Have you ever wondered what’s involved in getting a boardgame from a designer’s head and into your hands? Well, it’s definitely a long and difficult process. While I can’t speak about the effort required to design the game mechanics—though you can assume years of invention, prototypes, testing, more prototypes, more testing, finding a publisher—I can speak about the graphic design. In this article I’ll tell you a bit about the graphic design of the Z-Man Games story-telling adventure boardgame, Tales of the Arabian Nights.

Tales of the Arabian Nights has been around for a long time; there have been two versions of this unique game by Eric Goldberg, one in English in 1985, and one in German have encounters, and must make decisions that refer to numbered paragraphs in a 300-page Book of Tales. As the game progresses, your character’s adventure story grows with the decisions you make. It’s a bit like the old Choose Your Own Adventure books that were such a phenomenon in the 80s.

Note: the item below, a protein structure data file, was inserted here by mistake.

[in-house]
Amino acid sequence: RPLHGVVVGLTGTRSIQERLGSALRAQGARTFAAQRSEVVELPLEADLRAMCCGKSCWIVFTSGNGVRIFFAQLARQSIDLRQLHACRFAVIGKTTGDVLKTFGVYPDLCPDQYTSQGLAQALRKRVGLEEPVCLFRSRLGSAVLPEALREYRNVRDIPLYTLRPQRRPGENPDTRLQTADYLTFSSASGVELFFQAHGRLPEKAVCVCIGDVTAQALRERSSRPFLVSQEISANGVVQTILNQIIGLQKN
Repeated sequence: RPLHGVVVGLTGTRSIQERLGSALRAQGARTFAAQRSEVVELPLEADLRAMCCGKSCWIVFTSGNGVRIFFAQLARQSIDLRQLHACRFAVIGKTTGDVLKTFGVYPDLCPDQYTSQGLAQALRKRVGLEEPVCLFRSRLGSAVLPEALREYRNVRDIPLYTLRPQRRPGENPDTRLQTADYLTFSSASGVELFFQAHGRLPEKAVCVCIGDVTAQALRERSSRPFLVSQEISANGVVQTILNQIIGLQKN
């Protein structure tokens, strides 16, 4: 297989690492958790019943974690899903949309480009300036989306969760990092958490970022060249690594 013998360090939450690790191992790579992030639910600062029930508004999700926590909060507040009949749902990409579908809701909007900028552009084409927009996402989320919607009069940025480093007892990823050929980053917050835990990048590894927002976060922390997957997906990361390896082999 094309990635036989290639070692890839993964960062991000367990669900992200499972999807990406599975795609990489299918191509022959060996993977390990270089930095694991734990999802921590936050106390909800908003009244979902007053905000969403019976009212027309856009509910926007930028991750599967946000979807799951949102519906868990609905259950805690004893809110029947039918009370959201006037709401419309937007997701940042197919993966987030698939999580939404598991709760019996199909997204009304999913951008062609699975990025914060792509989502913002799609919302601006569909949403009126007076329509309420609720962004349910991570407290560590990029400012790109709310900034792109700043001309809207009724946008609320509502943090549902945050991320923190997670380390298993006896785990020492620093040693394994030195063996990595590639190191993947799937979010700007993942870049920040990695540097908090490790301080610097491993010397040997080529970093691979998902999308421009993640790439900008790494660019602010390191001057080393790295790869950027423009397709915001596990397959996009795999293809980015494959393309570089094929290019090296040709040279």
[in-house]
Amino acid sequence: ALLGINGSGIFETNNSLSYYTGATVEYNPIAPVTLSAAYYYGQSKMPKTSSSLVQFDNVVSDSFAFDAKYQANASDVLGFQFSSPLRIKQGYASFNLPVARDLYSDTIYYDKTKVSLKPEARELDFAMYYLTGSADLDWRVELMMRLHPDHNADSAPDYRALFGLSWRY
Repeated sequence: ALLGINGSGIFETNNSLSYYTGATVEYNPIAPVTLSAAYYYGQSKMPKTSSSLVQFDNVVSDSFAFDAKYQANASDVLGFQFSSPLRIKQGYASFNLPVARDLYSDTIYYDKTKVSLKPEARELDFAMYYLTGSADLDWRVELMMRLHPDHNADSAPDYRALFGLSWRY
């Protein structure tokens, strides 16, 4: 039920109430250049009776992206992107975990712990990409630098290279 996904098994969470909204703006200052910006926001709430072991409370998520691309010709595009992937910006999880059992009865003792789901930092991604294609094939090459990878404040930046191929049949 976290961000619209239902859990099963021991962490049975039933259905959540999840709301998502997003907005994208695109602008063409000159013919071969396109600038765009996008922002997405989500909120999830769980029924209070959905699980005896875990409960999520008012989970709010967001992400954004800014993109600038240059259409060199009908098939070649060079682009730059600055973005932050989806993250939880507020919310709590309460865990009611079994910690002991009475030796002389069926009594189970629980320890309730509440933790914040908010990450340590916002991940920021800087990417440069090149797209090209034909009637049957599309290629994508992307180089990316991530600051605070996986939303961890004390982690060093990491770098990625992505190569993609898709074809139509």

When I heard that Z-Man Games was doing a remake, I was eager to work on the project because of the rich possibilities of the theme, which had not yet been fully explored in gaming. The Arabian Nights is an unique and exciting melieu, but too often it receives a very ‘Westernised’ fantasy treatment. One of my personal goals was to create game art that reflected the exoticism of the Arabian Nights; and so the visual motifs are sourced from Islamic decoration, embellished with glittering metals and colourful jewels. Another big influence on the design were the wonderful ‘Golden Age’ illustrations of such masters as Arthur Rackham, Edmund Dulac and René Bull.